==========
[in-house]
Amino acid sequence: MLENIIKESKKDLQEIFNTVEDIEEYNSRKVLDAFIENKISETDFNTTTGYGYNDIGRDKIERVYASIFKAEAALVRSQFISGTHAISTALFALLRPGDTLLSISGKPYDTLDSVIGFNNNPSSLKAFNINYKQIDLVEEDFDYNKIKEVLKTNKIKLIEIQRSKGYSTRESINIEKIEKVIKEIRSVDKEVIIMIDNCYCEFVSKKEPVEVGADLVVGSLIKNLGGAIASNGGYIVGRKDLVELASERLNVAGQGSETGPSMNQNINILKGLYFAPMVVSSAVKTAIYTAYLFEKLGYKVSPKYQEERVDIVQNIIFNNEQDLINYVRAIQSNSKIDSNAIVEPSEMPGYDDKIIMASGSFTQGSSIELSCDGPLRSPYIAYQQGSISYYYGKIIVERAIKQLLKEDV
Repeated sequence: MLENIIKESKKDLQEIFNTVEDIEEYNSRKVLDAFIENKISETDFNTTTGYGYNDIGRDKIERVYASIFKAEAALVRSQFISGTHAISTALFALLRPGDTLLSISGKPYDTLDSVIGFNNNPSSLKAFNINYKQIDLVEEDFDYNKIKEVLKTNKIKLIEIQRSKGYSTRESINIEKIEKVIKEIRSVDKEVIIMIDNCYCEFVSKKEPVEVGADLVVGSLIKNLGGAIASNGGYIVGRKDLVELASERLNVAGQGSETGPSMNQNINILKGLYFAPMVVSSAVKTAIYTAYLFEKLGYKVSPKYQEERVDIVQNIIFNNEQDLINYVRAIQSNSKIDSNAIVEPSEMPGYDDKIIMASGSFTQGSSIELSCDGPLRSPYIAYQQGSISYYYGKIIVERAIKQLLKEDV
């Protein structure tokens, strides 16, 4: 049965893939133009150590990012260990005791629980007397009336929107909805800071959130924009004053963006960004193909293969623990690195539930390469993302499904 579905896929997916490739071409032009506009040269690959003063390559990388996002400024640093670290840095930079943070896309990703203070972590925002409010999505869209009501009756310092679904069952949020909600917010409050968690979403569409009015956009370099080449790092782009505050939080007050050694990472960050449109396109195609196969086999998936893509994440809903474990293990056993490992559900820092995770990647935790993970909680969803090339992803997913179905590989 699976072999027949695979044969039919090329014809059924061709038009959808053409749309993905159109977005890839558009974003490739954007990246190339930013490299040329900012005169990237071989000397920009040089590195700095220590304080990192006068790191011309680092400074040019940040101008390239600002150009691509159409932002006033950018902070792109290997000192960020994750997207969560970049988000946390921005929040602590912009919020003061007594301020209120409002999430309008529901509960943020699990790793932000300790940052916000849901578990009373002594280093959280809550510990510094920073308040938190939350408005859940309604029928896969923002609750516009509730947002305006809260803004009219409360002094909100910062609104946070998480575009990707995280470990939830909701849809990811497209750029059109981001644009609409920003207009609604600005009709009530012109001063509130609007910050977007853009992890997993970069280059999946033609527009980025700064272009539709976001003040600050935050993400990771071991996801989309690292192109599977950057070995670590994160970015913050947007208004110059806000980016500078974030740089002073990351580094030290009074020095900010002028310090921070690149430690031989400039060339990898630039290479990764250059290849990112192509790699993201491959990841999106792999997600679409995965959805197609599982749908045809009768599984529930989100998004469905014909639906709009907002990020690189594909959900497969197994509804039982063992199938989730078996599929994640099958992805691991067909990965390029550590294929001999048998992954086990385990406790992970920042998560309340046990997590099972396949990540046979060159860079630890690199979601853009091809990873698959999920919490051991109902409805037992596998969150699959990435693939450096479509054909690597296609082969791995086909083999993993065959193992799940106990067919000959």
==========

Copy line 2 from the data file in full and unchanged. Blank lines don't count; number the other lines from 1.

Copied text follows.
Amino acid sequence: MLENIIKESKKDLQEIFNTVEDIEEYNSRKVLDAFIENKISETDFNTTTGYGYNDIGRDKIERVYASIFKAEAALVRSQFISGTHAISTALFALLRPGDTLLSISGKPYDTLDSVIGFNNNPSSLKAFNINYKQIDLVEEDFDYNKIKEVLKTNKIKLIEIQRSKGYSTRESINIEKIEKVIKEIRSVDKEVIIMIDNCYCEFVSKKEPVEVGADLVVGSLIKNLGGAIASNGGYIVGRKDLVELASERLNVAGQGSETGPSMNQNINILKGLYFAPMVVSSAVKTAIYTAYLFEKLGYKVSPKYQEERVDIVQNIIFNNEQDLINYVRAIQSNSKIDSNAIVEPSEMPGYDDKIIMASGSFTQGSSIELSCDGPLRSPYIAYQQGSISYYYGKIIVERAIKQLLKEDV